24 May 2021

Repairing the cracks: keeping the public onside during emergency road closures

How to reduce public complaints when it comes to unplanned, emergency activity on the road network

Before the pandemic, unplanned roadworks and road closures had been rising steadily each year. In fact, emergency and urgent works increased by 9.2% between 2017 and 2019.

Reduced road work activity during Covid appears to have caused a temporary respite but, as restrictions have started to ease in the UK, we’ve seen the volume of unplanned works accelerating.

Plenty of unplanned activity is unavoidable. More intensive rollout of telecommunication utilities such as fibre and 5G — combined with the ever-increasing burden of maintaining legacy infrastructure across the water, wastewater, gas, and power sectors — means that mains failures, utility strikes, and other urgent and emergency activities are inevitably more frequent.

But that doesn’t mean there’s no room for improvement. Below, we explore how utilities and highway authorities can work together to achieve some common goals: minimising disruption to road users, protecting road workers, and upholding the reputations of all parties undertaking emergency works.

How can works promoters minimise impact on road users in emergencies?

Works promoters at utility companies and highway authorities, as well as contractors and developers, are typically obliged to give advance notice to the public for planned works.

In the case of reactive works (Immediate Emergency and Urgent), however, this demand disappears for obvious reasons. The requirement to raise a permit and TTRN is retrospective; a regulatory formality to be completed after the fact.

But the lack of advance warning for emergency works means that road users are often delayed and unable to plan alternative routes, leading to congestion and disrupted traffic flow.

When drivers are unaware of works and only find out whilst travelling, they’re likely to make choices on-the-go that cause confusion, and which increase the likelihood of collisions with other vehicles — as well as accidents involving works sites and road workers. As a result, road workers often feel justifiably unsafe in the course of their job.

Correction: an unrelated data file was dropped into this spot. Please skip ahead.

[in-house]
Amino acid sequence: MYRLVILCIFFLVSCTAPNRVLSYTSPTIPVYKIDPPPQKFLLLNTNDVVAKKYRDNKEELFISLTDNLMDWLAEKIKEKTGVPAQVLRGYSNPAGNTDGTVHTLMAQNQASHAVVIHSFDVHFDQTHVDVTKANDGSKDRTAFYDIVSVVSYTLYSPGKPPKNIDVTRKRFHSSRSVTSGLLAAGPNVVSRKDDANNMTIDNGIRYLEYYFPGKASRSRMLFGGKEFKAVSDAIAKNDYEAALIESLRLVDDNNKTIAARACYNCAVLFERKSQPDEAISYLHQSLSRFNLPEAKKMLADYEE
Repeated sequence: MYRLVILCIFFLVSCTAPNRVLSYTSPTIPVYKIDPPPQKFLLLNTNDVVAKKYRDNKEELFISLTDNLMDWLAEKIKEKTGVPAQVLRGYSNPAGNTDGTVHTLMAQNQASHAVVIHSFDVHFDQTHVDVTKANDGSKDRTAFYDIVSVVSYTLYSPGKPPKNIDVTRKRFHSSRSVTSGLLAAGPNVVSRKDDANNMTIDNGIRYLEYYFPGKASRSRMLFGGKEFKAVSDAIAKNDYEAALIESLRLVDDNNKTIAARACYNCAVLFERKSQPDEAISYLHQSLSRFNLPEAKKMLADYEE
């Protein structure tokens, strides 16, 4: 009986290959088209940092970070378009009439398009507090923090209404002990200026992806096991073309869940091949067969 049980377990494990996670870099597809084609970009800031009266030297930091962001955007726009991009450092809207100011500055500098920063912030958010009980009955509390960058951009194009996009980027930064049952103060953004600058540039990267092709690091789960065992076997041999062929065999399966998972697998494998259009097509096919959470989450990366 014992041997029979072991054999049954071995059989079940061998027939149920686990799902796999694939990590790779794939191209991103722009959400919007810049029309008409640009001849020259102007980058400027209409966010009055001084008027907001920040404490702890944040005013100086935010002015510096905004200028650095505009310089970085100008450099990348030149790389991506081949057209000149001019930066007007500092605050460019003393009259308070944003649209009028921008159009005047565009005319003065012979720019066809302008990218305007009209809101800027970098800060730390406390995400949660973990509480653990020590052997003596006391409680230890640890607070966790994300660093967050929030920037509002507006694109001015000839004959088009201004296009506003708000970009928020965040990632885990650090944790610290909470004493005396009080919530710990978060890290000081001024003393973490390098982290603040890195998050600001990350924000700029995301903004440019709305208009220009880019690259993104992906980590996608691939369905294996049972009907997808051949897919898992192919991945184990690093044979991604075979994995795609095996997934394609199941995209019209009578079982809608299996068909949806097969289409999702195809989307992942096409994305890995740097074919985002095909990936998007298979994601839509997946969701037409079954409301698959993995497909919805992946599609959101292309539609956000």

This problem is further aggravated when there’s a network conflict; for example, when emergency works clash with pre-existing planned works.

But this component of the emergency closure ecosystem is not inescapable. It can be mitigated, and even avoided completely, through the right kind of stakeholder communication.

Strong partnerships between utility companies and highway authorities are essential to good communication with the public: both parties need to be aligned before sharing information. They also need to collaborate in ensuring that conflicts between unscheduled works and existing, planned activities are minimised.

The challenge for workers closing roads in emergencies is twofold: a lack of time, and a lack of tools to share live information with the public. This is what makes real-time digital communication so valuable.

Roadside apps like one.network’s Live Link allow highway authorities and utility companies to send real-time road closure information and updates straight to sat-navs such as Google Maps, Waze, and TomTom. This gives operatives at works sites the power to issue instant updates, sharing when the first cone is put down and the last cone removed. The opportunity to add detail about the works and why they’re happening reassures the public that road closures are necessary, and gives rise to a shared understanding that minimises both reputational risk for works promoters, and safety concerns of the workers onsite.

This in turn provides an outcome in which highway authorities, utility companies, road workers and the public get along with less friction. Communication is clearer, safety and welfare of workers is improved, and the reputation of works promoters stays intact.

Curious about Live Link?

Get in touch to talk to our team about how Live Link can help you manage and share your emergency road closures.